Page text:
"Secondary Lore" is a collection of popcultural worlds of well-developed fantasy fiction, that draws from or intertwines with the lore or mood of the British isles.
Watership Down (1972)
Book | Fantastic read; not only a 2ndary Lore of the landscape, but also an intense evocation of the natural world, a spiritual text, a classic of children's weird, and linked to the most iconic haunted generation film of all time. I love this book so much.
The Silmarillion (1977)
Book | For completionists only.
Lord of the Rings (1955)
Book | The one, the only. Look, you don't have to read it. You're either a Tolkien person or you're not. For spiritual purposes, this isn't my top recommendation (on the grounds of its length and comparative inaccessibility); the Hobbit, Smith of Wootton Major, and On Fairy Stories are better choices if the thought of reading this one makes you hrmmm. But I am a Tolkien person, whole-heartedly, and it's marvellous. The template of what our imaginative play can be. It will not shock you to discover that I am a Tom Bombadil person (Chapters 6, 7, 8 in Fellowship)
The Book of Lost Tales: 1 (1982)
Book | I find Tolkien's unfinished and fragmentary works far more charming than his full ones: it's either the Hobbit for me, or some scrap on the back of an exam-paper he dashed off with a smudgy pencil. I suppose this was an early indication of my attraction to Landweird, for it is not clear if these ideas are no longer in the mythos or merely abandoned and never polished up - and I find that really compelling, far more so than the coherent Silmarillion. This book has some very nice imagery of the Cottage of Lost Play as a framing device for an early draft of the first chapters of the Silmarillion narrative. The latter is less interesting to me than the unfixed strangeness of the Cottage itself; but it is not generally recommended. Its niche Tolkien.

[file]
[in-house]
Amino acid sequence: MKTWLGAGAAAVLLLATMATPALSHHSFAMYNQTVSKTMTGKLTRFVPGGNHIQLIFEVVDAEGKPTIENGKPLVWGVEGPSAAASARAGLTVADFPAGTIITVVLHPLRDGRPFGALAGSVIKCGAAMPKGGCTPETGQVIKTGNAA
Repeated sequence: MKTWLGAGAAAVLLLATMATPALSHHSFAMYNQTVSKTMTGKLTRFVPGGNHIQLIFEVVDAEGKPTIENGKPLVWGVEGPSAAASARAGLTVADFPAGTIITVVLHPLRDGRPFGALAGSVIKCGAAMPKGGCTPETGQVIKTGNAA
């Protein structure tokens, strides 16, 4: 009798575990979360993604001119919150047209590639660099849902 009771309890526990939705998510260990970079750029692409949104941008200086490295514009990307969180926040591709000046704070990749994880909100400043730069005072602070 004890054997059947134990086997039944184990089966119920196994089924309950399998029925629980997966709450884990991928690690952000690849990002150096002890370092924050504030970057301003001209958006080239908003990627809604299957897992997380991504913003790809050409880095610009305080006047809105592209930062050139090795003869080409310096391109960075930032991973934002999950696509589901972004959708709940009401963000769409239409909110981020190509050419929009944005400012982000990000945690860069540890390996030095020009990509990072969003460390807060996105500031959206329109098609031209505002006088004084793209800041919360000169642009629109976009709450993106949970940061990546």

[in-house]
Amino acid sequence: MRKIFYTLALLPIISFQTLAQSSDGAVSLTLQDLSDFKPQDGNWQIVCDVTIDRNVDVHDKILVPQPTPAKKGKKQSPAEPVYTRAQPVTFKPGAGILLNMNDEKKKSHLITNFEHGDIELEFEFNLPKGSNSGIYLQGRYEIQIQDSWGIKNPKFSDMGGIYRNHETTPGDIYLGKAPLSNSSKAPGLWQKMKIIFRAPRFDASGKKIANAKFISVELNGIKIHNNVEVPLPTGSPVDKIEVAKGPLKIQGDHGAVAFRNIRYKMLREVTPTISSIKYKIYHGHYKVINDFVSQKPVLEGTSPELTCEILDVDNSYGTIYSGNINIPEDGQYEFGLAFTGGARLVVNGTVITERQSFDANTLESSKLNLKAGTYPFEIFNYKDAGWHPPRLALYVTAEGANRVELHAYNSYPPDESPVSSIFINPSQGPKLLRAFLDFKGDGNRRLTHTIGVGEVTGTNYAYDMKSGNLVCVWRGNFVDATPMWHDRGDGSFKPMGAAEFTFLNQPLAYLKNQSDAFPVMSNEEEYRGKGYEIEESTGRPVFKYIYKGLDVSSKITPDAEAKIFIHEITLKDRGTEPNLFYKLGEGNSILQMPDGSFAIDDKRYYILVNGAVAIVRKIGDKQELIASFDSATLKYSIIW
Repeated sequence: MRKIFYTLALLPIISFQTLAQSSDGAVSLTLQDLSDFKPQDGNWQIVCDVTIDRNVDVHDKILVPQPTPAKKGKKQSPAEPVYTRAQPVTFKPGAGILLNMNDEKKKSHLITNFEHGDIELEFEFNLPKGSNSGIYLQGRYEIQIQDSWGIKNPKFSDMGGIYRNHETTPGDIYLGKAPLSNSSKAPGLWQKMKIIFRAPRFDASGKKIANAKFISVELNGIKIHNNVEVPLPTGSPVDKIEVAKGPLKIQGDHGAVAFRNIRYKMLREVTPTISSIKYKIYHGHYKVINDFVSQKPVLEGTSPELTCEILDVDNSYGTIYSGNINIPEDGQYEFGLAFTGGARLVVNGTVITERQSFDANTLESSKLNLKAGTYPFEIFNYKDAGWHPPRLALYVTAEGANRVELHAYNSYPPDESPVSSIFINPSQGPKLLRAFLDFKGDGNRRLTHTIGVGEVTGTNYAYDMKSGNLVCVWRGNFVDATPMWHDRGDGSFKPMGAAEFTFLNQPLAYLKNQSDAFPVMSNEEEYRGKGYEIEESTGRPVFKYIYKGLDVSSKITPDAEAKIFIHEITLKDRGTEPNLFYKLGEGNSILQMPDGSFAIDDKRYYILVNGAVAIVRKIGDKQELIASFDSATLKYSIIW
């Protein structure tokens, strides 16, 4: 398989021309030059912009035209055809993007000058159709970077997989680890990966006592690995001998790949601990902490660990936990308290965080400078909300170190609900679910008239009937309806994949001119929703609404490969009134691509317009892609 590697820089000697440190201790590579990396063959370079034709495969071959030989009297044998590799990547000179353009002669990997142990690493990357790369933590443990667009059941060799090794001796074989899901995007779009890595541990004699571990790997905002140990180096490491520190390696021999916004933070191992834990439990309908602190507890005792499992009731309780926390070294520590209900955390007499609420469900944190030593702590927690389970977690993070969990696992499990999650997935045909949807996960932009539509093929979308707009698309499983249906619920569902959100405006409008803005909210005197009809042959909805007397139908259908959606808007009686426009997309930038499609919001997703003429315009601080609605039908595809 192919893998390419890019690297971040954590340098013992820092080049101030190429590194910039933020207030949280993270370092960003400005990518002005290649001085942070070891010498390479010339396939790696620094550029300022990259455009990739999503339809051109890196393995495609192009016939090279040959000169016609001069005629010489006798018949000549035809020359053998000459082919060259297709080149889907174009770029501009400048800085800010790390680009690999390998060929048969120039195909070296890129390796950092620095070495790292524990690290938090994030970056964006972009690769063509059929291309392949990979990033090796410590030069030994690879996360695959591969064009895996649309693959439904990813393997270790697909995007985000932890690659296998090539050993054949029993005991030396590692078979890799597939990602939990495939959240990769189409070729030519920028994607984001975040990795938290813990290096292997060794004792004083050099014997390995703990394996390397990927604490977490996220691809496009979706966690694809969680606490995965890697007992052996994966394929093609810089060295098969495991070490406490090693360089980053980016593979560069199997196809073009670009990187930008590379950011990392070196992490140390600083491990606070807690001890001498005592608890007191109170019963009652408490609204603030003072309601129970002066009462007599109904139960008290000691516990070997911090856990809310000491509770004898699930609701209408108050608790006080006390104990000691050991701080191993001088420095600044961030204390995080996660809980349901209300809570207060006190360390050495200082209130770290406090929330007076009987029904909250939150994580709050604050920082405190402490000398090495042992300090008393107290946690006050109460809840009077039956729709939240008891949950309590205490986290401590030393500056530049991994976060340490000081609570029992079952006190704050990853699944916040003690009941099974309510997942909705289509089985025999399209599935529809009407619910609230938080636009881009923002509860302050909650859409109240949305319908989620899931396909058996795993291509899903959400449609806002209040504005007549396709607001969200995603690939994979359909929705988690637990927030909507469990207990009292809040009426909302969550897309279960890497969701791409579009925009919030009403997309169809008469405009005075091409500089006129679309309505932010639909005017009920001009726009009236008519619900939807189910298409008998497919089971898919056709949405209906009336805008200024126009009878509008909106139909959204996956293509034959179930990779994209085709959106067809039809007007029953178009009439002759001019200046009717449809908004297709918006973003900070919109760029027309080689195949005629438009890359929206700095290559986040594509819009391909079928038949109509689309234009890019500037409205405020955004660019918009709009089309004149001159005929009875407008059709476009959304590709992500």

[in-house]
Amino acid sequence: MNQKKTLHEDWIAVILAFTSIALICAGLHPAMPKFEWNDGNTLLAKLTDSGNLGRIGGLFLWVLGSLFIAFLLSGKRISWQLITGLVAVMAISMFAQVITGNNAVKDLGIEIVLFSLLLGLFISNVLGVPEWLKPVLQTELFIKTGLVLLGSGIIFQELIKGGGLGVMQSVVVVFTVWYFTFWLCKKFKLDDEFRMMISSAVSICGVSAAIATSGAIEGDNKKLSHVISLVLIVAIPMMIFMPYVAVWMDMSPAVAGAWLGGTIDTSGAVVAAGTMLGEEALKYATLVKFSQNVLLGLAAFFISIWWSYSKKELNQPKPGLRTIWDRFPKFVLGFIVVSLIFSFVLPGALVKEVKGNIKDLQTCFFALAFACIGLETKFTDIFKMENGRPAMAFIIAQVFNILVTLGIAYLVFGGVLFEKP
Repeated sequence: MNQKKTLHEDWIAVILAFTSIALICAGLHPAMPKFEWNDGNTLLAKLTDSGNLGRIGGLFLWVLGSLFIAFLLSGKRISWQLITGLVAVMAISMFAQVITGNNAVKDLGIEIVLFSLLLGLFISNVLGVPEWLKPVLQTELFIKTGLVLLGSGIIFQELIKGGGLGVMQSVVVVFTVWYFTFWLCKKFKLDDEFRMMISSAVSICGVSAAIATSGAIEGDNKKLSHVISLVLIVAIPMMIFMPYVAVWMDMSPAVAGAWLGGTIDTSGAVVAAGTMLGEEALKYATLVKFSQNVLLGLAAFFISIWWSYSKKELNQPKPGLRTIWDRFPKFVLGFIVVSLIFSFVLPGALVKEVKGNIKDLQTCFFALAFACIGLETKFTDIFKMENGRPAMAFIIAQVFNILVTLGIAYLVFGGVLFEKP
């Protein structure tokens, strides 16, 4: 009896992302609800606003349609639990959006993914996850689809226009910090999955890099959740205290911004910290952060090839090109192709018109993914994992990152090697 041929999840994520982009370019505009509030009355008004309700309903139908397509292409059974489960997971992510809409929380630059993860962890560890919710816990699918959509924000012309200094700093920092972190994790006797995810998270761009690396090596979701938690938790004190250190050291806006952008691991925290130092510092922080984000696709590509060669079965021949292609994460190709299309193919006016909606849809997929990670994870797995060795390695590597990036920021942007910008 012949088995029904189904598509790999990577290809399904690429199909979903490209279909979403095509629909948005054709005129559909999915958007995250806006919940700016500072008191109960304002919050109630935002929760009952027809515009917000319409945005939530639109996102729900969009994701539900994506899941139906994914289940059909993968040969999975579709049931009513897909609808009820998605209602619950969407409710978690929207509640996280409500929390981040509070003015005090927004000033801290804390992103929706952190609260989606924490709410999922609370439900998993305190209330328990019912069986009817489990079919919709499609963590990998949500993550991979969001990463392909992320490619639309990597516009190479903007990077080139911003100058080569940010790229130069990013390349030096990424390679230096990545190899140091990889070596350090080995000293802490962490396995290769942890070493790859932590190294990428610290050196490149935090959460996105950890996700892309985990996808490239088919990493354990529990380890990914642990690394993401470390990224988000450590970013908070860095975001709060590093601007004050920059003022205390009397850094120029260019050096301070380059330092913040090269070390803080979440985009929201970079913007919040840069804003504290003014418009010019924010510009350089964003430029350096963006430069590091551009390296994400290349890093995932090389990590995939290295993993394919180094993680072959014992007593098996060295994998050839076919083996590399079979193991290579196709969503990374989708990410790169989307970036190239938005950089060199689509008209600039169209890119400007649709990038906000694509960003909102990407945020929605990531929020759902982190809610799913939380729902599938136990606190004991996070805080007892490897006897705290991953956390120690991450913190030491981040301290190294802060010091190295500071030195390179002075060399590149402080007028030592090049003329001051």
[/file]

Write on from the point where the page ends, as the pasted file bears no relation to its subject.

The Hobbit (1937)
Book | If you only read one Tolkien, make it this. Probably the best thing he wrote, and accessible to all.